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What does the US-France-Australia submarine row mean for Israel?

CM 23/09/2021 3

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Like filmic character Forrest Gump, Philippe Étienne has repeatedly found himself in the thick of history’s dramatic events.
The French master of six tongues launched his 40-year diplomatic career in Belgrade, where he landed the year after the legendary Josip Broz Tito’s death, and was thus witness to the beginning of his legacy’s demise.
Étienne then witnessed the end of the Cold War from its three focal points: Moscow, where he served when the USSR fell apart; Brussels, where he served when the Berlin Wall collapsed; and Bonn, where he served when the leaders of East and West Germany met for the first and last time.

It was therefore only natural that Étienne would also be there as the ambassador to Washington who was recalled by his government, the first time such a thing happened since Louis XVI installed the first foreign envoy in the newborn US.
As his airplane flew eastward across the Atlantic, the 65-year-old diplomat must have wondered how the French-American row compares with the many dramas that have checkered his illustrious career since its inception back in his twenties.
Well, Ambassador Étienne will be returning to Washington next week, but the meaning of the row he has just experienced is profound, not only for its protagonists, but also for the Jewish state.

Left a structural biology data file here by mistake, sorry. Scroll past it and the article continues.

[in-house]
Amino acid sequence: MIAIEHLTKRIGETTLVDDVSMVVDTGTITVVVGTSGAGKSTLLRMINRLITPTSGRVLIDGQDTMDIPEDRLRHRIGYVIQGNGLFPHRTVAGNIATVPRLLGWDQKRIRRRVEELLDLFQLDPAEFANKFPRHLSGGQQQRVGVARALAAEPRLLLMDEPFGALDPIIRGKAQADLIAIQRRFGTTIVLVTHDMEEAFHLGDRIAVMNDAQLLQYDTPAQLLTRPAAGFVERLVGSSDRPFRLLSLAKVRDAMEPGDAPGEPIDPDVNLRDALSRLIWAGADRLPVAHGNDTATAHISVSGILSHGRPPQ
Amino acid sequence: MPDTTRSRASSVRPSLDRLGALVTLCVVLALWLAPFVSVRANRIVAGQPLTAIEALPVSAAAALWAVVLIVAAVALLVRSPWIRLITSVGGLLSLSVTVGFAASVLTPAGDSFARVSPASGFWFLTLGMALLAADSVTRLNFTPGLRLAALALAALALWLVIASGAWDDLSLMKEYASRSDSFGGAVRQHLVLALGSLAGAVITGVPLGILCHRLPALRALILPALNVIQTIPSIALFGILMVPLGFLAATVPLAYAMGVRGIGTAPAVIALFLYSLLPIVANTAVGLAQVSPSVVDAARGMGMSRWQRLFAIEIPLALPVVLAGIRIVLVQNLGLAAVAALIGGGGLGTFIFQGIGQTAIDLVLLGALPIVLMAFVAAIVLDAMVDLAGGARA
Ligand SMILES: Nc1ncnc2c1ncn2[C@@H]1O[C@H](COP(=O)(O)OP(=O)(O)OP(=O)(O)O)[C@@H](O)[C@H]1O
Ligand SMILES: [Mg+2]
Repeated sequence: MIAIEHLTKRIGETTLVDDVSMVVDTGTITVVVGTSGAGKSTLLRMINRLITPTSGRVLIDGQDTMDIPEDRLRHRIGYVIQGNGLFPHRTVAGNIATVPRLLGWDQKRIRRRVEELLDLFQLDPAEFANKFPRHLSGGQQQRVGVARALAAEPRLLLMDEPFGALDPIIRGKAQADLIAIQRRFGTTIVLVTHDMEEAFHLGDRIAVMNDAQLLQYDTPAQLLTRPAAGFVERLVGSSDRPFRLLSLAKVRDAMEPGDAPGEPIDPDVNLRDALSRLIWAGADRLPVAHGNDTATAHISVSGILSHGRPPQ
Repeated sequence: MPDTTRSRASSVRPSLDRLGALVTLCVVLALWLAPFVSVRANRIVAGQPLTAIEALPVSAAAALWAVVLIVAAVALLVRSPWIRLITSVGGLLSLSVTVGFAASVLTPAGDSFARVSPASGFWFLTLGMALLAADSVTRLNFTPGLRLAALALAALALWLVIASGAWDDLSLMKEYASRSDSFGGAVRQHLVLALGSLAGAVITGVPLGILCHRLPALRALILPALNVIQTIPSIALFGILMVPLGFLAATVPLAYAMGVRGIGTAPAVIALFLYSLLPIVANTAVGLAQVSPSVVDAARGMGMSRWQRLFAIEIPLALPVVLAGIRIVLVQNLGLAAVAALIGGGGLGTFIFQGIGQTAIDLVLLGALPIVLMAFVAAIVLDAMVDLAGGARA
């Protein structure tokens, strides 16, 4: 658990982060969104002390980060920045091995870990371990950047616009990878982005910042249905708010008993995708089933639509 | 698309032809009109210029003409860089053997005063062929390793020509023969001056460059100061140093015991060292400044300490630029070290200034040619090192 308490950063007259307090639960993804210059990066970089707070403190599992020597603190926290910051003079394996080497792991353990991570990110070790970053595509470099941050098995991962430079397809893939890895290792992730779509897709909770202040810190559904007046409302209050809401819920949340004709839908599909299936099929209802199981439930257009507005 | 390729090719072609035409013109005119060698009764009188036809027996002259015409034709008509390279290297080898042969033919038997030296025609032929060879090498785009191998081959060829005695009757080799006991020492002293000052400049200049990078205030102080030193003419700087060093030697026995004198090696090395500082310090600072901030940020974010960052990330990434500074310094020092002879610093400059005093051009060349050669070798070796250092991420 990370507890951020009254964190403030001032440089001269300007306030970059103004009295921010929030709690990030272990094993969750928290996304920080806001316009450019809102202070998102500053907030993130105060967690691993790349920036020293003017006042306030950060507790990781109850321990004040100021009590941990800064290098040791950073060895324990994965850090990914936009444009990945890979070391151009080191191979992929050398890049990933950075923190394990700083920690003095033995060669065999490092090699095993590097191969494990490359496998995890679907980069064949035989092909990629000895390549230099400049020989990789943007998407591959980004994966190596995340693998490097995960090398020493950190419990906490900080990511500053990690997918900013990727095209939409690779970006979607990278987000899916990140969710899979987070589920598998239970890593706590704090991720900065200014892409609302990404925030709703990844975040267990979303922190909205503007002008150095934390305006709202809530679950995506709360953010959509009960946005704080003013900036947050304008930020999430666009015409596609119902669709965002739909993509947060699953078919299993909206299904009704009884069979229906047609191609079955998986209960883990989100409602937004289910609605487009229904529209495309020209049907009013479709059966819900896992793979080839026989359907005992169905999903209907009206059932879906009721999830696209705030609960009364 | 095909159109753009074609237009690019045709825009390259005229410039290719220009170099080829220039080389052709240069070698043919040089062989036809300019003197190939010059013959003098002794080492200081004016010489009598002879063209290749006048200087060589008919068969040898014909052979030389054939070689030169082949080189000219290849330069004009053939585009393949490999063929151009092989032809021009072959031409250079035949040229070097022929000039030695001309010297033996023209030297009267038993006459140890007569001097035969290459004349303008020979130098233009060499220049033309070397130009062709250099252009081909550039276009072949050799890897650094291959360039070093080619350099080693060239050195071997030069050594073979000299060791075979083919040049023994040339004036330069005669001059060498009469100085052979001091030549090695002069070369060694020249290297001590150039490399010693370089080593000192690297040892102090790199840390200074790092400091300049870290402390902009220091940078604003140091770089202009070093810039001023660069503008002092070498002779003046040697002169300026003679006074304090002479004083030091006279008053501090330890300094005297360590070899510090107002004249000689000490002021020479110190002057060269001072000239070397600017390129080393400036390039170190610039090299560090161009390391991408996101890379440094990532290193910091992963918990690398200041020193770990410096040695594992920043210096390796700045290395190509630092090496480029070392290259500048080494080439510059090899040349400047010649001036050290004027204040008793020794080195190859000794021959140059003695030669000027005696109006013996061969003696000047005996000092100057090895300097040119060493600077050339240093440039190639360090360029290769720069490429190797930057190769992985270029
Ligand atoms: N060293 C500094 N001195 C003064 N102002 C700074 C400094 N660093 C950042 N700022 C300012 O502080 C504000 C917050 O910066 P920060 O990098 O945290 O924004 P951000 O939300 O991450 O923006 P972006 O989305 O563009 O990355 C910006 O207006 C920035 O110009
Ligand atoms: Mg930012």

The Ohio-class ballistic missile submarine USS Tennessee returns to Naval Submarine Base Kings Bay, Georgia (credit: REUTERS/MASS COMMUNICATION SPECIALIST 1ST CLASS JAMES KIMBER/U.S. NAVY/HANDOUT VIA REUTERS)The Ohio-class ballistic missile submarine USS Tennessee returns to Naval Submarine Base Kings Bay, Georgia (credit: REUTERS/MASS COMMUNICATION SPECIALIST 1ST CLASS JAMES KIMBER/U.S. NAVY/HANDOUT VIA REUTERS)

That was in 2014. The plot thickened last month with Canberra’s cancellation of the deal, and climaxed when it turned out that it struck an alternative deal with Washington.
Technically, Australia’s move reflected its assessment that China’s growing aggressiveness demands nuclear vessels rather than the French deal’s diesel engines, and a shorter deadline than the French deal’s 2035.